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Manitoba film czar Rachel Rusen looking forward to busy time post-COVID

Rachel Rusen

“I am excited that our provincial government has identified film production as one of the industries that will be allowed to re-open as part of phase 2 of lifting Covid-19 restrictions in Manitoba,” says Rachel Rusen, Manitoba Film Commissioner and CEO of the Manitoba Film & Sound Recording Development Corporation.

“We are working with the government and the Chief Public Health officer to prepare guidelines and protocols.”
Rusen confirms that Manitoba Film & Music remains busier than ever with production inquiries stimulated by the province’s competitive tax credit. “In its earliest days,” she notes, “film production was more of a seasonal cottage industry, but it has evolved to become a robust economic driver that has a good balance between foreign and domestic production. Whether local or international, fundamental to Manitoba’s success has been the Manitoba Film and Video Production Tax Credit that was first introduced in 1997. The tax credit has resulted in over $260 million in total production volume last year alone. Having A-list talent in Winnipeg is not only exciting but also elevates our city’s profile when those who have filmed here discuss what a jewel of a province we are.”
Among recent productions that have been filmed here, she reports, are: “The Ice Road”, starring Liam Neeson and Lawrence Fishburne; “Flag Day”, with Sean Penn; and “Nobody”, a Universal production featuring Connie Nielsen, Christopher Lloyd and Bob Odenkirk. Local producers, Rusen adds, create their own content, such as “Dr. Keri-Vet”, “Polar Bear Town” and “Taken” and collaborate as producers on scripted series such as “Burden of Truth” for CBC and “Edgar” for Radio Canada – and as service providers for many Lifetime and Hallmark productions shot around the city.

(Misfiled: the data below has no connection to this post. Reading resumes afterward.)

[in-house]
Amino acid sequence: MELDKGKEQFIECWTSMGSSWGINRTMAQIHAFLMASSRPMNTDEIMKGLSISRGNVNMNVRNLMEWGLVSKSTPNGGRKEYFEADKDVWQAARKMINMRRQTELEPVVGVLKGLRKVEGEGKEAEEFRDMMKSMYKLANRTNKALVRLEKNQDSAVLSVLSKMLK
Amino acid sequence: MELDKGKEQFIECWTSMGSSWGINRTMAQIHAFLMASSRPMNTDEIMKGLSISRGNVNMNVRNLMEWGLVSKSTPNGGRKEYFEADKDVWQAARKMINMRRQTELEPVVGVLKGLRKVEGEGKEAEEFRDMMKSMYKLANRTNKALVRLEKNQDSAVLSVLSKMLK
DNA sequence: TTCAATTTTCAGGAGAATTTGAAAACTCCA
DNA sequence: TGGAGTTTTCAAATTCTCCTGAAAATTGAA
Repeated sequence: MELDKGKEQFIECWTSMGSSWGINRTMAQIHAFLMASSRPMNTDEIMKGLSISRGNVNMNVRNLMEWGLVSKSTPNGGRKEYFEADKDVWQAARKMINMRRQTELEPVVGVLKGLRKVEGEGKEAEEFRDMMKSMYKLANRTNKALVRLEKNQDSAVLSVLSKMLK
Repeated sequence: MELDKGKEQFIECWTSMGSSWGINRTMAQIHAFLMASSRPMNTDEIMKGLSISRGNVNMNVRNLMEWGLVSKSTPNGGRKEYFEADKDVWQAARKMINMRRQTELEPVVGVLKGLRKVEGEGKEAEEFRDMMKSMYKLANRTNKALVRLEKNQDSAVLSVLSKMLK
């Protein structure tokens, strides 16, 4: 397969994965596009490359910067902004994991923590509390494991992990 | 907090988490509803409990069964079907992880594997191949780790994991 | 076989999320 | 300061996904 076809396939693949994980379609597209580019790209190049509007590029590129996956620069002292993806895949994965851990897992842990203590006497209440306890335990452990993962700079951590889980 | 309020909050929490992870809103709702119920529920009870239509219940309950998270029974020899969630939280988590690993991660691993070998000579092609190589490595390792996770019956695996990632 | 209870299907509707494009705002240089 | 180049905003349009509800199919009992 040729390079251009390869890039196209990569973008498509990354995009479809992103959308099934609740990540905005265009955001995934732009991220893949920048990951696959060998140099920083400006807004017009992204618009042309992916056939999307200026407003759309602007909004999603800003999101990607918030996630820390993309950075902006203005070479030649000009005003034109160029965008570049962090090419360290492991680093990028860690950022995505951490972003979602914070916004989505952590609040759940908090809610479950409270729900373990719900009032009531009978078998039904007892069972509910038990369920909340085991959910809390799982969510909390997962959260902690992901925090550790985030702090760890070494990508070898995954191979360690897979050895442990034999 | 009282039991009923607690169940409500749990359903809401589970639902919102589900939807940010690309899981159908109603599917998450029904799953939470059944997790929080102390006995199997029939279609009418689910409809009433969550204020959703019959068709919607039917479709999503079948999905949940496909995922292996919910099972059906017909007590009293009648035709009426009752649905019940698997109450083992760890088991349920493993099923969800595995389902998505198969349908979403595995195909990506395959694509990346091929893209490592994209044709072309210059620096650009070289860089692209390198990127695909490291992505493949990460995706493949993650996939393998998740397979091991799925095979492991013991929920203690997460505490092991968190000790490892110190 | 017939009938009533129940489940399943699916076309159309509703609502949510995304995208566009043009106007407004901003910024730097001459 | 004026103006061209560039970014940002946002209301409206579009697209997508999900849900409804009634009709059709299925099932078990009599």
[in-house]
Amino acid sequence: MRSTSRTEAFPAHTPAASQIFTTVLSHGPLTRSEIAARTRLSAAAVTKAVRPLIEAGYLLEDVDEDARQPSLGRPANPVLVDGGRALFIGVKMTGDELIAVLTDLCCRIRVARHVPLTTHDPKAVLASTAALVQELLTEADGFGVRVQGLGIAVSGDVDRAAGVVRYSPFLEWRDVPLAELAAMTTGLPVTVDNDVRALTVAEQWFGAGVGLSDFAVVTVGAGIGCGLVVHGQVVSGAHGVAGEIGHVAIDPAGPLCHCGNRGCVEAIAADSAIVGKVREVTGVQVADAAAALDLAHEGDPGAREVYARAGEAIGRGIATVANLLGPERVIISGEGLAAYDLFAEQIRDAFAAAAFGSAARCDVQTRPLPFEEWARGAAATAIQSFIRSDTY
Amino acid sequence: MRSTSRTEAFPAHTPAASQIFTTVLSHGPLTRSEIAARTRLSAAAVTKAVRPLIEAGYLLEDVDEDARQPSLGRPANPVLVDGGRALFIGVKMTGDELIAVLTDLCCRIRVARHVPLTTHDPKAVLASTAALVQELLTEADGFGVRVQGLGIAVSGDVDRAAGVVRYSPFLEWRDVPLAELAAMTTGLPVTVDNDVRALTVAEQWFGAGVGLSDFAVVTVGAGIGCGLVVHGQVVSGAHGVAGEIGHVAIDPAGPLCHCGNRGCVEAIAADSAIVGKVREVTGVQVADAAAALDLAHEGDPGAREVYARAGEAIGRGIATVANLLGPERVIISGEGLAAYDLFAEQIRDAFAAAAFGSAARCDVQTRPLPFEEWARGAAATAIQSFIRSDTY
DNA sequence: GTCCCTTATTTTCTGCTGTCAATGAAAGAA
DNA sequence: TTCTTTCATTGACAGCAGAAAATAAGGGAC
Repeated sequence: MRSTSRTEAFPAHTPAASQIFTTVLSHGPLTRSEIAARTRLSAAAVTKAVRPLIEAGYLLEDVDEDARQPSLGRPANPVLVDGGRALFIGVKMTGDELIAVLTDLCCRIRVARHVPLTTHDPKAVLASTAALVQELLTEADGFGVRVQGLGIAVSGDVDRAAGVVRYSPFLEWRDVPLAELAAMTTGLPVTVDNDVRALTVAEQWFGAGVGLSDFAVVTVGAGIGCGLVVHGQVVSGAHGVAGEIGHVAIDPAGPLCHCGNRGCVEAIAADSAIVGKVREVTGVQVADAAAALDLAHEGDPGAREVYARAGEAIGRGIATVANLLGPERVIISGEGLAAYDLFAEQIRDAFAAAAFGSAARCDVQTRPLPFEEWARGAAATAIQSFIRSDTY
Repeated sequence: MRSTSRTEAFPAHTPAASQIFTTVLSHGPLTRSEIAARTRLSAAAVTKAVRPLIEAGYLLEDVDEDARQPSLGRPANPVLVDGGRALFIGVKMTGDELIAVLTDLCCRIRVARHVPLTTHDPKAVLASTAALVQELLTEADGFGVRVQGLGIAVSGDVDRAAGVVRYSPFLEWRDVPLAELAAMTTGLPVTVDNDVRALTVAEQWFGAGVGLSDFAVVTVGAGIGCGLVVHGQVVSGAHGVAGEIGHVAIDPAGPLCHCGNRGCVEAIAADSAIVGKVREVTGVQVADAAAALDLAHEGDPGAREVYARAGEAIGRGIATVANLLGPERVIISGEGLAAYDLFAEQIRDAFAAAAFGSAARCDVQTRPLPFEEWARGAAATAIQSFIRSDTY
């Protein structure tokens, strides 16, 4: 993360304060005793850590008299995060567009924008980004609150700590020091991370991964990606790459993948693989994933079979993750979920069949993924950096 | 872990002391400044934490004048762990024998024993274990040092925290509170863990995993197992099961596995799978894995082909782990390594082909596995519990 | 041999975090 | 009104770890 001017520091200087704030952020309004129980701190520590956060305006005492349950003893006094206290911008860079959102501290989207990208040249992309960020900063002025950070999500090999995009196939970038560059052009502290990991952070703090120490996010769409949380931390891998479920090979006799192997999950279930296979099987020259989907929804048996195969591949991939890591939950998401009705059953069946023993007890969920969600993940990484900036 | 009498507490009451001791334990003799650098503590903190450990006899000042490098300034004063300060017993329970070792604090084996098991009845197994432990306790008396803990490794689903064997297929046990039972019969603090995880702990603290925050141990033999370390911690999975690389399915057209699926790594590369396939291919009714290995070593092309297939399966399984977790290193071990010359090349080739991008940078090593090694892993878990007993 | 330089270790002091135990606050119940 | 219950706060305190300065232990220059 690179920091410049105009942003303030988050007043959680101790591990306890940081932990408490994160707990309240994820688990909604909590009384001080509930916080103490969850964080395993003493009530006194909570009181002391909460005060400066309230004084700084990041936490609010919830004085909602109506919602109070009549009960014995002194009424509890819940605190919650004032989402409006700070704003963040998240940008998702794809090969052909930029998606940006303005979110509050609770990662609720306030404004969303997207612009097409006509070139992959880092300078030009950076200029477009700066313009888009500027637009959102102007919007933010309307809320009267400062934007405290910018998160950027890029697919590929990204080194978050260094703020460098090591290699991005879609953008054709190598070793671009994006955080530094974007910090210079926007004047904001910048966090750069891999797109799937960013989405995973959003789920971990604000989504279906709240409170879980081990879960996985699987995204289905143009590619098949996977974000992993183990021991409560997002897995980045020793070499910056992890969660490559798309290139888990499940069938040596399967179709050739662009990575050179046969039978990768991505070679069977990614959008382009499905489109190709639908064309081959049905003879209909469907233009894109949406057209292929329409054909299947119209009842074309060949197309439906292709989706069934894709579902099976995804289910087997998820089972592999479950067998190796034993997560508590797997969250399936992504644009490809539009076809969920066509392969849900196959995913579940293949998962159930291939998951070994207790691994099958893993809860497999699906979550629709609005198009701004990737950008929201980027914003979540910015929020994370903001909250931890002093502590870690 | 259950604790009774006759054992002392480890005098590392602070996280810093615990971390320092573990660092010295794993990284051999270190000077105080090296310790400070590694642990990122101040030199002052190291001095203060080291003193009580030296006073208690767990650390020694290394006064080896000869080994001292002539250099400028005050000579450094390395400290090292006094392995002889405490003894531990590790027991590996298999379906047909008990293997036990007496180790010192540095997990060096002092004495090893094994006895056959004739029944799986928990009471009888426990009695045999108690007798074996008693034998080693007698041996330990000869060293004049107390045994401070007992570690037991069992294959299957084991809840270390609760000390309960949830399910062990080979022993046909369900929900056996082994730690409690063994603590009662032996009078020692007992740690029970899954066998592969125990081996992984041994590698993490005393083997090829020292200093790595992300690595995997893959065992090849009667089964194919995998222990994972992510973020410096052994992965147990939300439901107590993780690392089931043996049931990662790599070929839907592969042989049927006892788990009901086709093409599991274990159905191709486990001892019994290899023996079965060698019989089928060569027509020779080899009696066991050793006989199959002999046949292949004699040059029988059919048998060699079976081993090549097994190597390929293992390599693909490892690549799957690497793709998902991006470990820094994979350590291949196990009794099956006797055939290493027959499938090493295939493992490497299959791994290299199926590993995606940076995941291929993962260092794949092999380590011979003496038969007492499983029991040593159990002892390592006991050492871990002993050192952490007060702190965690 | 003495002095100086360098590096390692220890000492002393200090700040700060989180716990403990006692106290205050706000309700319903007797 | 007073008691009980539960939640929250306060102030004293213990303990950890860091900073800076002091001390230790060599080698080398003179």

“We punch above our weight. We actually need more people to fill the job demands.”
Rusen is approaching the first anniversary of her appointment as CEO for the Manitoba Film & Sound Recording Development Corporation but has been involved in the industry for more than a decade as an entertainment lawyer. Prior to joining the corporation, the former MLT Aikins LLP partner practiced commercial, corporate and business law before shifting her focus to entertainment law.
“I recognized in the entertainment industry in Manitoba a vibrant growth industry,” she explains.

In her role as an entertainment lawyer, Rusen has acted for clients across Canada in all areas of the entertainment industry including film, television, music, new media and book publishing. As a result, she is also able to contribute her expertise as a board member, Manitoba Film & Sound Recording Development Corporation, Manitoba Music, On Screen Manitoba, the Comweb Group and Food Banks Canada, among others.
“In my new role, I continue to work with the same stakeholders but in a different capacity with the benefit of understanding producer challenges,” she points out. Growing up in River Heights, the entertainment industry was not unfamiliar to the daughter of Joan and Jack Rusen. She recalls frequent visits from her uncle, the inimitable Monty Hall.

A former Joseph Wolinsky Collegiate student, Rusen graduated from the University of Winnipeg Collegiate program before pursuing a law degree that culminated in er being called to the Bar in 1997.
Much of her work, she explains, involves promoting the province internationally to attract foreign service production, meeting with international producers looking to film in Canada and representing Manitoba before the Association of Provincial and Territorial Funding Agencies, the National Tax Credit Committee and the International Business Development Group. She is also a member of the Association of Film Commissioners International.
Rusen adds that her responsibilities also include working with local musicians and their associations. “We have supported many touring musicians,” she says. “Now though, during these Covid times, we are helping musicians with online programming.
“Film and music really do go hand in hand. This year, one third of the movies being filmed in the province for television use Manitoba composers. Ultimately, success in the business relies not only on talent but also on relationships.”